LysmachiaMoon's blog: Snow; lots getting donePosted on Jan 7, 2017 6:12 PM
We had snow overnight, about 1 inch, and cold temps today (only 33 at 10 a.m.), with a forecast of very cold weather ahead for the next few days. I suspect the gardening season is truly at an end now, except for pruning and inside work. Still, I got a lot done. Yesterday was very productive! I drove up to Penn National and brought home about 20 bags of that excellent ground up leaves/pine needles, grass clipping stuff....those bags are soooo heavy! I don't know what the fellow was thinking. I could barely budge most of them; then, because they are so heavy, when I tried to drag one across the lawn, it broke. Fortunately, this time I was a bit smarter than last...I brought a box of my own leaf bags with me and transferred the leaf mulch...one of his heavy bags to two of my own. Took a bit more time, but made it easier. I made two "runs", about 10 bags each. There's still about 20 bags left and I'd love to get them too, but the weather will determine that. Right now, the road in front of my house looks a bit "iffy" and up in P.N. it might be worse.
After bringing all that stuff home and piling it up near the dog kennel/greenhouse (I'll probably distribute in the spring). I set to work clearing brush in the planned Asian Garden. I decided to sort of mark out an area and work it. Made some good progress. I am now able to walk from "path to path." I'm hoping to start moving southward thru a very heavy tangle of brush and once that area (about 50x 50 feet) is cleared off, then the "bones" of the Asian Garden will be revealed. That area has some very interesting rock ridges and a few beautifully shaped autumn olives and bush honeysuckle already in place. My plan is to do minimal planting in there...I'd like to merely clean off the wild brambles and brush, perhaps expose the rocks a bit more with some judicious digging, then spot in a few ferns and, once things are going well, maybe some Japanese maples. It's one of those magical spots that doesn't really need a lot of work...it's beautiful in itself. When that area was part of the big commercial apple orchard, I always thought it was the prettiest spot...a sort of sheltered little "dell" dropping down into the shallow pit of the Fairy Glen. I wasn't the only one....both my ewes (when I had sheep) chose that spot to have their lambs, a total of four times.
I'm really lookign forward to the work there....it's "winter work"...a lot of clearing and cutting, there's some dead limbs to be taken down from the one surviving old apple tree...I'd love to save that old survivor.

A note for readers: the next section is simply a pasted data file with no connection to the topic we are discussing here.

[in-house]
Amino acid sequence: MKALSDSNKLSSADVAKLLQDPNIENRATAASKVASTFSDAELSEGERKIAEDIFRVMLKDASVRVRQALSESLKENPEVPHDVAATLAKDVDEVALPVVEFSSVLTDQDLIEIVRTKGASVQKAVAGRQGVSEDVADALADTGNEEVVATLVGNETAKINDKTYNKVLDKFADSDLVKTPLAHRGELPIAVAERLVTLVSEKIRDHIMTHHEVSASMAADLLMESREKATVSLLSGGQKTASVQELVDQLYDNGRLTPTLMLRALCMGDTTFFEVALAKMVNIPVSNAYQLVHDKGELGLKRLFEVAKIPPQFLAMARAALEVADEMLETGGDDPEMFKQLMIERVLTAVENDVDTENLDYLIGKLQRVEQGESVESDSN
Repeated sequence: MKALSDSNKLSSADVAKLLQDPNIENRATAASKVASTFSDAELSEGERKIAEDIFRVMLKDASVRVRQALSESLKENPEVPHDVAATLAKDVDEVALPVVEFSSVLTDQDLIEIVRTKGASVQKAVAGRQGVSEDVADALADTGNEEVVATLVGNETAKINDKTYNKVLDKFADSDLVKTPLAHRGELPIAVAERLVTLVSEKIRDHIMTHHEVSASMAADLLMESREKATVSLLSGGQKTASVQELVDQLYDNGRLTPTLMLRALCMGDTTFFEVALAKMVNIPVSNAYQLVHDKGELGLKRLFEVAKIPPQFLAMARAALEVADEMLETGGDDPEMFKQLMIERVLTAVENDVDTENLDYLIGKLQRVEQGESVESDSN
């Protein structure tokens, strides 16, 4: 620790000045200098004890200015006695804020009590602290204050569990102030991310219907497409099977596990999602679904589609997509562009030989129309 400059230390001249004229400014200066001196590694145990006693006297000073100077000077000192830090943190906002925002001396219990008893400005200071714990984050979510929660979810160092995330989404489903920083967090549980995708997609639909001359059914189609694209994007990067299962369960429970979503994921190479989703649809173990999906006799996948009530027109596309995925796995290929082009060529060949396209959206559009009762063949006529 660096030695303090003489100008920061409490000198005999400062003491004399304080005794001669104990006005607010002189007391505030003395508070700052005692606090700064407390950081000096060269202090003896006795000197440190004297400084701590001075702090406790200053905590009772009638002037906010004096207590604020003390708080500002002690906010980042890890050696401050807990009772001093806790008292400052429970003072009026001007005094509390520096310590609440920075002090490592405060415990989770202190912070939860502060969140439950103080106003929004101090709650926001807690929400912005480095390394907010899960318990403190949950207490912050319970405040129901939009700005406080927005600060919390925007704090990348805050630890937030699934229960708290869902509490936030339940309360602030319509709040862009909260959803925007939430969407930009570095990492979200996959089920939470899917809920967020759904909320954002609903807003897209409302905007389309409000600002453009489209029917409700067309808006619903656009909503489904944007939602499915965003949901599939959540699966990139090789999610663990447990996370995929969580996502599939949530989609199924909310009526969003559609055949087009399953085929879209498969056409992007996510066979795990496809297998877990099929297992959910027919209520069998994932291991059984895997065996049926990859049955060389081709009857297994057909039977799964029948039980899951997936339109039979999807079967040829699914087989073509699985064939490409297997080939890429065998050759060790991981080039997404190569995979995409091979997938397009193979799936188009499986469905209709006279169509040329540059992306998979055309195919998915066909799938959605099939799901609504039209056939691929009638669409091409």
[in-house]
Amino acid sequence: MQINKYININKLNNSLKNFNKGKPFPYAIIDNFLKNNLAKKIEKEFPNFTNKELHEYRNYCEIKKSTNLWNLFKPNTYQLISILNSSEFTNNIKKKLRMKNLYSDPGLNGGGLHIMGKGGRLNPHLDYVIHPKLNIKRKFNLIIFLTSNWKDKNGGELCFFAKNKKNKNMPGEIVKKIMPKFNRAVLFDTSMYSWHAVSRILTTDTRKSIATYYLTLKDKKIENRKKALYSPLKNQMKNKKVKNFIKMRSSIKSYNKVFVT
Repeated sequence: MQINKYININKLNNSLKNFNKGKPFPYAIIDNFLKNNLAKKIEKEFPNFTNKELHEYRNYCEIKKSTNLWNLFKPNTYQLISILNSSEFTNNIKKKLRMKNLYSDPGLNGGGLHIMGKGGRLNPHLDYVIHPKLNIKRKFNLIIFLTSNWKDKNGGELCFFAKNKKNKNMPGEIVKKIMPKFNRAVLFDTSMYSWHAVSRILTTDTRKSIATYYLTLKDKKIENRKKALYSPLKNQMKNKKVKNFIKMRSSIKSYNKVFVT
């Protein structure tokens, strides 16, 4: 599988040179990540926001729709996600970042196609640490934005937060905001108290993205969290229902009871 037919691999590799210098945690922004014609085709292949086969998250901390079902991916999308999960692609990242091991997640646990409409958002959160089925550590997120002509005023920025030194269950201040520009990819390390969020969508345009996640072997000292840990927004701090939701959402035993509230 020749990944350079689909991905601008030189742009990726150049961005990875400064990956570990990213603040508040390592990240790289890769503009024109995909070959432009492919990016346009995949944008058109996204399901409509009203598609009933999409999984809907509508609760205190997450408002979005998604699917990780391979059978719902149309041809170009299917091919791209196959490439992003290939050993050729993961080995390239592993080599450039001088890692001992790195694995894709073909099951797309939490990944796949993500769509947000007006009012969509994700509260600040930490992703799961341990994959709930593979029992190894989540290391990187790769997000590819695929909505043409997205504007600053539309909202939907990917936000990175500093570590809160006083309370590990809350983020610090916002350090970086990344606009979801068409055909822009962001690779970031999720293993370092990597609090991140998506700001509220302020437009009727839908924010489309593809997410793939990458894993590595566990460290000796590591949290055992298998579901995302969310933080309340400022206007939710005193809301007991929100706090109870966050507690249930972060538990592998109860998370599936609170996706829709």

***This morning was so lovely, the sun came out and the snow was just a sparkling blanket over everything. Perfect time to get some hot coffee and sit down with my bag of flower seeds and do an inventory. I have so many seeds! This year, instead of my usuall will-he, nil-he approach, I listed everything and then made notes on where it should be planted and how (direct seeded, in pots, etc.) I'm hoping if I get organized this year I'll actually get these seeds in the ground and have something to show for it! Last year I only managed to get the poppies, four o'clocks and sunflowers in the ground. Not a good showing.
It's hard to not start filling up pots of compost and planting seeds, but I'm not going to make THAT mistake again either. Unless one has a heated greenhouse, it's pointless to start seeds now...they come up, get straggly and end up useless wisps by end of February. I'm going to wait until mid-February to start most seeds.
This spring I'm trying something new: direct seeding my pak choi, chinese cabbage, and part of the cabbage crop. I was amazed last year that the direct seeded pak choi did FAR better than the seedlings I started weeks earlier in the house. By the time I was ready to set out the indoor-started pak choi seedlings, the direct seeded one were the same size and within a week were far bigger. I was told a long time ago that the earlier settlers in this region always direct seeded cabbages and even TOMATOES, so I'm game to try it with some of my cabbages. I'm still a bit leery of trying direct seeded tomatoes, but if the way my heirloom cherry tomatoes come up and grow by themselves every year is any indication, it probably will work just fine.
I am starting my sweet potatoes this week. I filled up two shallow boxes with compost and cut four or five medium sized sweets (from this year's harvest) lengthwise. I've got them sitting cut side up on the compost to dry out a day or two. Then I'll flip them over, cut side firmly pressed into the compost, cover the boxes with plastic wrap, and set them atop the kitchen cabinets. If all goes well, in a few weeks I should start to see some sprouts. I tried this method for the first time last year and was surprised at how much better it works than my old method: which was planting saved small slips from the harvest directly into pots and treating them as house plants. They usually grew fairly well, but a lot of them died off before it spring. And the method of starting a sweet potato in a jar of water...that's very iffy. Sometimes you get a nice plant, sometimes you get a slimey rotted mess.
Well, I have a vet appt at 2 p.m. so I think I'll run out and do some grocery shopping. The thing about cats is, you take them to the vet and you take them home. They don't like travel and there's no question of just "popping into" the supermarket on the way home.